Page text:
How to Make Big Paper Boxes


Boxes can be used both for decoration and storage. You can create a big paper box by starting with heavy paper such as poster board. Since the poster board alone would make a wobbly box, the following instructions show how to make a box from poster board, and then reinforce it with papier-mâché. For those who artistically inclined, the finished box can be embellished and decorated.

Things You'll Need

  • 7 poster boards (22 by 28 inches each)
  • Wide masking tape
  • Newspaper, torn into strips of paper
  • Bowl of starch
  • Straightedge
  • Sharp scissors
  • Ruler
  • Lay three of the poster boards side by side, with the 28-inch edges touching. The middle poster board will be the bottom of the box. The two outer poster boards will be two sides of the box. Name the three boards, A, B and C. B is the middle poster board, or the bottom of the box.

  • Tape one 28-inch edge of Board A to a 28-inch edge of Board B. Then tape the other 28-inch edge of Board B to a 28-inch of Board C. You will now have one large rectangle, that is 28 by 66 inches.

  • Cut a 6-inch strip off of two of the remaining poster boards. This will give you two poster boards that are each 22 by 22 inches. It will also give you two strips of poster board, each 6 by 22 inches.

  • Set aside one of the unused poster boards. At this point you have two remaining poster boards. Set one aside, it will be used for the box's lid.

  • Cut two 6-inch strips from the remaining poster board. Cut the strips to be 6 by 28 inches. Discard the remaining portion of the poster board (or use for another project).

  • Gather together the four 6-inch strips of poster board. Two pieces will be 22 inches in length and two will be 28 inches in length.

  • Assemble the lid for the box. Using the 22-by-28-inch poster board, tape a 6-inch strip along each of the edges to create a three-dimensional lid that will eventually slip onto the top of the finished box. Do not butt the edges close together. When taping two edges together, leave a ¼- to ½-inch gap between the strips and poster board. For example, the edge of a piece of tape will run long one edge of the poster board, while the other edge of the tape will affix to the 6-inch strip, but neither strip or board will extend into the middle of the masking tape. The masking tape will serve to add additional length and width to the lid.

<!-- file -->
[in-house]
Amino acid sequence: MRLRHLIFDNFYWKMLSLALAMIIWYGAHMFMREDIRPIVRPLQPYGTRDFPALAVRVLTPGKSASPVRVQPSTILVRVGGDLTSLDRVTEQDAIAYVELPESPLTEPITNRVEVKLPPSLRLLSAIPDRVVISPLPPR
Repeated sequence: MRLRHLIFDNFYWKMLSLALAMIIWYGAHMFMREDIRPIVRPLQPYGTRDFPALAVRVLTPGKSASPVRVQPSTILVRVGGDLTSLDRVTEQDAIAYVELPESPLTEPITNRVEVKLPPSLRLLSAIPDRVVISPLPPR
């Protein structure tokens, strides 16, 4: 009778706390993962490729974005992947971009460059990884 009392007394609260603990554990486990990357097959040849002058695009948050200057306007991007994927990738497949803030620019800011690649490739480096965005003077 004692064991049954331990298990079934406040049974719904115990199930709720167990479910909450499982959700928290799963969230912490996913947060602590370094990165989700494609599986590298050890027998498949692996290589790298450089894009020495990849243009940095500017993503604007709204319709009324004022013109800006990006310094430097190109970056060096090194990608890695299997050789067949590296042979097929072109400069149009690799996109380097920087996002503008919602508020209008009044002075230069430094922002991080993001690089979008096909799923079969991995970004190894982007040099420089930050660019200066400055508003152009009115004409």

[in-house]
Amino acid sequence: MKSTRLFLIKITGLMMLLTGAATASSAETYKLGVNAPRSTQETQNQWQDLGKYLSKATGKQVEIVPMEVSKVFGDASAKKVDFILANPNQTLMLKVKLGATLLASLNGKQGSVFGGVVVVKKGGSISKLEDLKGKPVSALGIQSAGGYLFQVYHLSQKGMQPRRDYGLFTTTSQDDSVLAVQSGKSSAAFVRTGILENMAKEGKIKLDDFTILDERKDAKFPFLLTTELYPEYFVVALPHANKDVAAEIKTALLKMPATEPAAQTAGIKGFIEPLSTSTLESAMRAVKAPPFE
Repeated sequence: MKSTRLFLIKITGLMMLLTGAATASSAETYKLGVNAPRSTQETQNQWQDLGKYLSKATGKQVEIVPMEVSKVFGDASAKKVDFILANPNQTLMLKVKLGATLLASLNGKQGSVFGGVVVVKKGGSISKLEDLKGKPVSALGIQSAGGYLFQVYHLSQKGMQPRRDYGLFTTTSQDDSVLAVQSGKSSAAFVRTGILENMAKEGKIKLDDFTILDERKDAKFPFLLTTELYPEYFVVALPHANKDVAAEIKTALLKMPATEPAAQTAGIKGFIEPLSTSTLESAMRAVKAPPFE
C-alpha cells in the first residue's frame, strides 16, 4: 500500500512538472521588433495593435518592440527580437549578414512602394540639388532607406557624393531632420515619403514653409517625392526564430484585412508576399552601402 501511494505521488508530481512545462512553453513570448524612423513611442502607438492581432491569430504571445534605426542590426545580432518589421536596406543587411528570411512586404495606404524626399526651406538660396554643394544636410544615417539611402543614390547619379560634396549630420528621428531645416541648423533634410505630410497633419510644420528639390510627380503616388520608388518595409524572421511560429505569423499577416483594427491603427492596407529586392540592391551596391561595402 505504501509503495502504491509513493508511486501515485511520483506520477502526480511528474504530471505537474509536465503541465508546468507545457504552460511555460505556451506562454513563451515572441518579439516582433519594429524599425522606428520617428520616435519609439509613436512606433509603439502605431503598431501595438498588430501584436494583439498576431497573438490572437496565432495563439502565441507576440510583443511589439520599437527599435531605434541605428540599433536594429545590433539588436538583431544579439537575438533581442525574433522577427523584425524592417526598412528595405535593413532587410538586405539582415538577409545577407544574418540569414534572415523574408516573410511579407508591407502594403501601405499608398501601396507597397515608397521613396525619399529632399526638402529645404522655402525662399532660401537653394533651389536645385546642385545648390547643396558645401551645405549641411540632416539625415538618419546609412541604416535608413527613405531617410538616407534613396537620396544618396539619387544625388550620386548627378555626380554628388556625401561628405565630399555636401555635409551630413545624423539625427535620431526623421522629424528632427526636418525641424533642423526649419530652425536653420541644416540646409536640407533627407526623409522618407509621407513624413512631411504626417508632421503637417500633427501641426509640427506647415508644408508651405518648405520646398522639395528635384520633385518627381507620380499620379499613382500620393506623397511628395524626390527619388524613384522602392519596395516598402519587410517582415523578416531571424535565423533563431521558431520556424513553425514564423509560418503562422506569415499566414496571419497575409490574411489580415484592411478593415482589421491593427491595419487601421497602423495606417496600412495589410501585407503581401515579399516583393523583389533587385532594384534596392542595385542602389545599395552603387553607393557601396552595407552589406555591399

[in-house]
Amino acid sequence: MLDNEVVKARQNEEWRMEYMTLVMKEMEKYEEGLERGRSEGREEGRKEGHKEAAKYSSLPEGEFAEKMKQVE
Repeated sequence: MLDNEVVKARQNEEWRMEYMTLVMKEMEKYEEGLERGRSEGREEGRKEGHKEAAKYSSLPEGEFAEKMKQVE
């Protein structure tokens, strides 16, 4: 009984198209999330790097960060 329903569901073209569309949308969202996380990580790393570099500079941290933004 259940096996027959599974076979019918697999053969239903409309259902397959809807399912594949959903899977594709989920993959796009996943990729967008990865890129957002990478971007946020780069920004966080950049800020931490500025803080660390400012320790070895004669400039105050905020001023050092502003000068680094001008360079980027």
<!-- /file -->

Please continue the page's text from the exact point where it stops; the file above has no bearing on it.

• Prepare to strengthen the paper box. The box is not ready to be assembled, as its sides need to be strengthened. If the two ends were attached to the larger rectangle (which is the box's bottom and two sides) the box would be wobbly. At this point you have four separate parts: the lid, two box ends and the section of three poster boards that have been taped together.

  • Dip a strip of newspaper into the starch, wipe off the excess liquid and apply the strip to one of the box parts. You will be covering the exterior of each part with this papier-mâché technique to strengthen. Continue to add strips of starch-soaked newspaper. Cover each part until coated with a layer of newspaper. Do not apply papier-mâché over the masking-taped seams of the large 28-by-66-inch rectangle. Those "joints" need to be able to move to form the box. Allow to dry.

  • Assemble the box when the parts are dry and stiff. Pull the two sides of the box (of the largest rectangle) upwards, leaving the centerpiece on the floor. Tape the two 22-by-22-inch pieces on each end of the box.

  • Apply papier-mâché to the assembled box, covering all masking-taped edges and reinforcing the structure. Allow to dry.

  • Shape the box lid to fit over the finished box, dampen and apply additional papier-mâché if necessary. After the lid is the appropriate shape, separate from the box and allow both pieces to dry.

  • Paint the box's exterior or use colored paper as the final coat of papier-mâché instead of newspapers.

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